Autoimmune Thyroid Disease

An Unfortunate and Lengthy Adventure in Misdiagnosis

The thyroid and bipolar disorder

with 4 comments

Isn’t it nice to have some good weather here in the UK, at last?

I went to see the folks yesterday. I spent an hour stuck in a jam on the duel carriageway coming out of Chesterfield after someone had a car accident. I pulled my car half way up onto the central reservation so that ambulances and fire engines could zoom past. I’m really glad I didn’t take the dog. An hour in a hot car with a hyperactive Cocker spaniel climbing the walls would not have been fun!

I gave my folks a thyroid questionnaire to fill in. My sister’s looks like mine would have about five years ago. I have no idea whether it will help them or not, but if there’s a chance it will, it’s worth pursuing for a while.

I was incredibly groggy yesterday and actually worried about driving. I felt strong though. Today I woke up clear headed, feeling weak with that annoying pounding heart beat symptom again. It’s only beating at around sixty bpm (normal for me is 90bpm), but I can feel every beat. I was like this last month and I think the menopause-strength PMS symptoms are coming on again. Can I please just cancel my menstrual cycle this month? I’d much rather keep it in the bank right now.

I’ve dug up some interesting information regarding thyroid problems and bipolar disorder. This website is written by a qualified psychiatrist who works within the hospital system in the US, and who specialises in the care and treatment of bipolar patients. He has also written a paper regarding treating bipolar disorder with apparently normal thyroid readings with thyroid medication. Thyroxine acts as a mood stabiliser. This makes sense to me, as if it stimulates enzyme activity in your brain, your brain will better be able to balance your neurotransmitters. Even more on this.

I read somewhere (I forget where I’m afraid), that about 25% of psychiatric patients have a thyroid disorder. I had a schizophrenic friend on my writing course ten years ago, and SHE had a thyroid disorder too, I think it may have been autoimmune but I can’t remember. She was a vegetarian with clinically low B12, and many autoimmune thyroid patients are low on B12, though I’m not sure whether the chicken came before the egg. Being low on iron is also a risk factor. More on this. I have strange reactions to B12 myself. Small doses make me feel better, but make me irritable. Large doses make me furious and give me a trapped nerve sensation in my neck.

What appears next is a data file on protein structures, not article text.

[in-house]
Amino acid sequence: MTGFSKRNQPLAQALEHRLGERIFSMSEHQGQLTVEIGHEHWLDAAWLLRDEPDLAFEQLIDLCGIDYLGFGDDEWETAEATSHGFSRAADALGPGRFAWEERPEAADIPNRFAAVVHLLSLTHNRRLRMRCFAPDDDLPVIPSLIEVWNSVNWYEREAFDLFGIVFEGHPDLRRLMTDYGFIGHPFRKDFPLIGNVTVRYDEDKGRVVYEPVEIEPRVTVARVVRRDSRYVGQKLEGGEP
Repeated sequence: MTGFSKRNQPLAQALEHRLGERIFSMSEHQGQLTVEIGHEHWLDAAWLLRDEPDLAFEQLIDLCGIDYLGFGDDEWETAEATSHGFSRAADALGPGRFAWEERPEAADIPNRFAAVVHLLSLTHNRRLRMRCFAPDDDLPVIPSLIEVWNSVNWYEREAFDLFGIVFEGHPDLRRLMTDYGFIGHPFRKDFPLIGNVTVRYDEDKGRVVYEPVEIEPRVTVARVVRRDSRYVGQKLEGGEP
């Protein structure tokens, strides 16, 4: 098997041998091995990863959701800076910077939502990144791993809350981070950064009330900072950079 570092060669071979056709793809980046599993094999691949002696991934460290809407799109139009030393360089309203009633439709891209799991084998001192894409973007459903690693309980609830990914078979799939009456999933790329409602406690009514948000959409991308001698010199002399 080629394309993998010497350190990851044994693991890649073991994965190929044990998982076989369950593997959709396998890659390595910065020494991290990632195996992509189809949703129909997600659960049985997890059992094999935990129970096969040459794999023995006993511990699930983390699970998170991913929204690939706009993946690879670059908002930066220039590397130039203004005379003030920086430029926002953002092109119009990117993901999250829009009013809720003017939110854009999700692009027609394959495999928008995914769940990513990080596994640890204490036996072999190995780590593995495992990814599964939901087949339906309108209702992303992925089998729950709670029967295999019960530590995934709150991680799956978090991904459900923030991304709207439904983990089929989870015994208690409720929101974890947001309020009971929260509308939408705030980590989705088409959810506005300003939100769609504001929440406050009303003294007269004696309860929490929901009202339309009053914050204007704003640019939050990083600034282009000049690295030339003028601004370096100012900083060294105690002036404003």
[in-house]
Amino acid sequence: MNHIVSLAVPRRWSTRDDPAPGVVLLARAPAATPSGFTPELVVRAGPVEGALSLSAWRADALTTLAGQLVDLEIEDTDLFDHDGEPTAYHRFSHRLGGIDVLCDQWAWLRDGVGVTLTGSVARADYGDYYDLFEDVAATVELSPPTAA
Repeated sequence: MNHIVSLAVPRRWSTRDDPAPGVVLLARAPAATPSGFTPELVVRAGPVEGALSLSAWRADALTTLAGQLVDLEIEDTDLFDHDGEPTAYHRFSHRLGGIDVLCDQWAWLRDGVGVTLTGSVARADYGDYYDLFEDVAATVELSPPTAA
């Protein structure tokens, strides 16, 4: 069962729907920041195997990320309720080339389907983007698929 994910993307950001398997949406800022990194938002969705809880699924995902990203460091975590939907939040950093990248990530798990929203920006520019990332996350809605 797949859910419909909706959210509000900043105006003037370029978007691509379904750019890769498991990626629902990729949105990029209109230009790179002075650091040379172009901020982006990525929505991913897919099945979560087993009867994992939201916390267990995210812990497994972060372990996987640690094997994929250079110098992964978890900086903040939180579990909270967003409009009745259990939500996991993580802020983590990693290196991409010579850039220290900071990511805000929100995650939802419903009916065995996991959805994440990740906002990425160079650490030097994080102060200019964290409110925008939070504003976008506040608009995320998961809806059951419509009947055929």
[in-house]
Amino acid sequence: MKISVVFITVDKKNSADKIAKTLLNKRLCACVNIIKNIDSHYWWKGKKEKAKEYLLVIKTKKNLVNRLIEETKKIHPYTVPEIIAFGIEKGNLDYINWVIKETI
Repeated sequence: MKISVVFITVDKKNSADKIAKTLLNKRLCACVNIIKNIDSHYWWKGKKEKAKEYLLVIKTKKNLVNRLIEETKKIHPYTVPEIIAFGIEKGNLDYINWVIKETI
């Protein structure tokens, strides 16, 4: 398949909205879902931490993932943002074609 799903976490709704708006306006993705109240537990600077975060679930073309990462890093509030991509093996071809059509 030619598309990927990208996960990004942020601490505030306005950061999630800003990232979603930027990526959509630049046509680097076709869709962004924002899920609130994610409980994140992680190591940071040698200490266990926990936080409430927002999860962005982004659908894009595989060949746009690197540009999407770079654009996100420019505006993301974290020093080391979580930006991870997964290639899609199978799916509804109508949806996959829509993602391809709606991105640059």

I’ve been quite stable today, but yesterday I had a very mood-swingy day. It’s weird, because on one level I’m quite calm. I can’t seem to get agitated. Yet on another level, insignificant things provoke reactions in me. For example, something on the television or the radio might provoke me to well up, or to start giggling and feeling euphoric. I think I could be cackling mad for a couple of months until I get enough thyroxine. There’s not much I can do about it so I may as well go with it I guess!

Something else I’ve discovered is that the strange tingling sensations in my fingers, and the tugging sensations in my wrists are caused by carpal tunnel syndrome! Yet another complication of hypothyroidism. I thought it was a circulation problem, but apparently patients often think this. These symptoms are caused by fluid build up in the tissues pressing on the nerves in the wrists.

OMG, WTF! After a moment of devastating insight, I think this may be the cause of my leg pain too! The wrist tugging/finger tingling and the DVT leg pain always occur together, at night, when carpal tunnel syndrome symptoms normally appear. I’ve been really puzzled by the fact that the leg pain goes away again in the day. I think this is caused by the existing damage to my DVT leg, which has a tendency to swell with fluid due to the venous “locks” in my leg being damaged by the blood clot. I’ve been getting enough fluid build up in my leg tissues to press on the nerves in my leg and cause leg-carpal-tunnel-syndrome!

I think I can go back to the doctor now feeling vindicated that I’m not a hypochondriac! Gimme more thyroxine, quick!


Written by alienrobotgirl

25 May, 2009 at 1:04 am

Posted in Thyroid

4 Responses

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  1. Recently, I combined a dose of Stablon (Tianeptine) with Namenda, which is being increasingly prescribed to treat off-label conditions such as depression, mood disorders, OCD, and ADHD. I can personally testify that this combination is far superior to other classes of psychiatric medications. The combination is sedating, yet stimulating, which is in stark contrast to some of the anti-convulsants and anxiolytics that I’ve previously tried. Also, I’ve been spared of some of the vicious cycling that can occur with Cyclothymia. Curiously, though, both drugs have anti-serotonergic properties.

    For curing morning grogginess, and to combat insomnia, I’ve found an evening dose of Melatonin to be quite effective. I suspect there was some sort of disturbance in my circadian rhythm.